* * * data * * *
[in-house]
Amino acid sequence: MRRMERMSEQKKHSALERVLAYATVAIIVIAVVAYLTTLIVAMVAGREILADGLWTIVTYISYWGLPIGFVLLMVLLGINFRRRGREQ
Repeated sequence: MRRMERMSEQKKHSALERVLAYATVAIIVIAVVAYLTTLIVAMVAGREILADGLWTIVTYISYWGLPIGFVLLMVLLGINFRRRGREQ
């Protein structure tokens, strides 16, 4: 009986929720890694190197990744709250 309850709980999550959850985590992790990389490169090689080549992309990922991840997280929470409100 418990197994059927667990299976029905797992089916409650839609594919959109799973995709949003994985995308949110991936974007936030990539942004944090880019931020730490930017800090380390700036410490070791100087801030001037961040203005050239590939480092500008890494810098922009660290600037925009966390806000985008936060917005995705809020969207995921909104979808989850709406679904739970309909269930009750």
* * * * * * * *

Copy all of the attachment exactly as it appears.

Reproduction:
[in-house]
Amino acid sequence: MRRMERMSEQKKHSALERVLAYATVAIIVIAVVAYLTTLIVAMVAGREILADGLWTIVTYISYWGLPIGFVLLMVLLGINFRRRGREQ
Repeated sequence: MRRMERMSEQKKHSALERVLAYATVAIIVIAVVAYLTTLIVAMVAGREILADGLWTIVTYISYWGLPIGFVLLMVLLGINFRRRGREQ
């Protein structure tokens, strides 16, 4: 009986929720890694190197990744709250 309850709980999550959850985590992790990389490169090689080549992309990922991840997280929470409100 418990197994059927667990299976029905797992089916409650839609594919959109799973995709949003994985995308949110991936974007936030990539942004944090880019931020730490930017800090380390700036410490070791100087801030001037961040203005050239590939480092500008890494810098922009660290600037925009966390806000985008936060917005995705809020969207995921909104979808989850709406679904739970309909269930009750």